Debian testing

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Debian testing

Postby dcs.79c » 2017-03-12 18:45

I've had both Windows & Macs. I currently have a Mac mini & a MacBook Pro. I'm interested in trying out Linux. I've spent hours on DistroWatch & YouTube & Google researching Linux. I want to install VirtualBox & try out different distros of Linux. I researched the different package managers. For 1 reason or another I eliminated all but Debian.

I've spent hours on DistroWatch & I can search for distros based on Debian, Debian (stable), Debian (tested) & Debian (unstable). I've noticed that some of the Linux distros are based on Debian (unstable). Why would anybody want a Linux distro based on Debian (unstable)? Wouldn't it crash frequently?
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Re: Debian testing

Postby phenest » 2017-03-12 19:09

Debian has no release cycle. Therefore, it can be years in between releases. So, other Debian based distros, use unstable as a base because it's constantly changing as new source code is released. It means they can provide a more "up to date" release of software at the expense of being potentially "unstable". But they do patch their software quite extensively in order to combat instabilities.
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Re: Debian testing

Postby arochester » 2017-03-12 19:17

Stable is recommended for the average user. It contains tried and tested packages, but they tend to be older versions.

Unstable is not as unstable as its name suggests can be used to more experienced users, who know what they are doing and how to recover from a problem should it occur. It contains packages which are being tried out and they tend to be newer versions. Many of the experienced users of unstable can, with care, go for quite some time by avoiding problems.
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Re: Debian testing

Postby stevepusser » 2017-03-12 19:31

Jessie is also having more trouble working out of the box with brand-new hardware than Wheezydid at the same point in its reign as stable, at least that what it seems to me from the number of posts with that problem. It's easier for a derivative to circumvent the issue by starting from a testing base, though it's not impossible for a Jessie-based one.
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Re: Debian testing

Postby None1975 » 2017-03-13 12:33

dcs.79c wrote:I've had both Windows & Macs. I currently have a Mac mini & a MacBook Pro. I'm interested in trying out Linux. I've spent hours on DistroWatch & YouTube & Google researching Linux. I want to install VirtualBox & try out different distros of Linux. I researched the different package managers. For 1 reason or another I eliminated all but Debian.

I've spent hours on DistroWatch & I can search for distros based on Debian, Debian (stable), Debian (tested) & Debian (unstable). I've noticed that some of the Linux distros are based on Debian (unstable). Why would anybody want a Linux distro based on Debian (unstable)? Wouldn't it crash frequently?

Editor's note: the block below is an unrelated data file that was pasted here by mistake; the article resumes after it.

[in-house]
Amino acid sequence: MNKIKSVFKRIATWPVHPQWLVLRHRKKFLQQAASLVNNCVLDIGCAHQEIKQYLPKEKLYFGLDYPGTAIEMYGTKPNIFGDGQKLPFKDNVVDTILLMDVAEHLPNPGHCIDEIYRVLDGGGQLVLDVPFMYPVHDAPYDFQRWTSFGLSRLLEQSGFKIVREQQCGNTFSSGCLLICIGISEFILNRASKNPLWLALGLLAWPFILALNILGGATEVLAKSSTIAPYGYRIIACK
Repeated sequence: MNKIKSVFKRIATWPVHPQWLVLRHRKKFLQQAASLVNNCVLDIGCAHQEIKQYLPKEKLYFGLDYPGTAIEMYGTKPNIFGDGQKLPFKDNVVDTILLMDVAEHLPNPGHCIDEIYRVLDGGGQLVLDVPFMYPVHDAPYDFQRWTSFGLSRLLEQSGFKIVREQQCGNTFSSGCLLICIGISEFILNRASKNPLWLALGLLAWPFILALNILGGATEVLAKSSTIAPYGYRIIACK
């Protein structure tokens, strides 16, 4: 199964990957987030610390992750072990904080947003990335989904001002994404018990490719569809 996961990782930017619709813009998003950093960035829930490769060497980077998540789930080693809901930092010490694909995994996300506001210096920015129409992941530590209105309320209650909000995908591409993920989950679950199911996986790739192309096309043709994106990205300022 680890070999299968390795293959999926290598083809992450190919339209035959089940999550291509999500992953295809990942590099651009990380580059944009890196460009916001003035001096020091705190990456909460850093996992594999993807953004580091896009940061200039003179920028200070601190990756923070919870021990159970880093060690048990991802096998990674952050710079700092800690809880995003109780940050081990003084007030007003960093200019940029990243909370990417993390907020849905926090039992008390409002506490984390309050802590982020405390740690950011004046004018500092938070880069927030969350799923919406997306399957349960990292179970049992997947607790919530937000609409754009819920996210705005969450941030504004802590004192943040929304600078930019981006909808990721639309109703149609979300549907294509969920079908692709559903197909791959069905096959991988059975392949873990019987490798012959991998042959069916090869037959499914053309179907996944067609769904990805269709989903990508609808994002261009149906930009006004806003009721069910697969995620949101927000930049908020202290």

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Re: Debian testing

Postby dcs.79c » 2017-03-13 13:10

After I sent this thread, I read on the internet that Ubuntu uses the unstable version of Debian. I didn't know that.

This will be my first foray into Linux.
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Re: Debian testing

Postby pylkko » 2017-03-13 13:18

dcs.79c wrote:After I sent this thread, I read on the internet that Ubuntu uses the unstable version of Debian. I didn't know that.

This will be my first foray into Linux.


This is also in the FAQ but Debian stable is also based on Debian unstable. A snapshot of it is taken and then bugs patched
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Re: Debian testing

Postby GarryRicketson » 2017-03-13 13:18

by dcs.79c » Why would anybody want a Linux distro based on Debian (unstable)? Wouldn't it crash frequently?


Yes, this was the main problems I had with both Linux Mint and
Ubuntu, they both were very unreliable, and crashed frequently.
Usually when ever there were updates/upgrades.
But many people don't seem to mind that.
As for the many other distros, I don't know, I have not tried them.
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Re: Debian testing

Postby dcs.79c » 2017-03-13 13:34

Ubuntu is based on Debian & there are distros that are based on Ubuntu. I wonder if the distro possibly becomes more unstable the further it gets from "pure" Debian.
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Re: Debian testing

Postby stevepusser » 2017-03-13 20:32

Unstable does not mean that programs will necessarily crash constantly; it just means the foundation of the system is subject to change. However, the programs could contain bugs, the lengthy Debian development cycle is meant to squash as many of those as possible before the stable version goes stable...that is, there have to be no known release-critical bugs left before stable is released. That's not the case with distros that release by date. Obviously they release with known bugs, such as Ubuntu 16.04 with its network-manager problems, just to meet the schedule.
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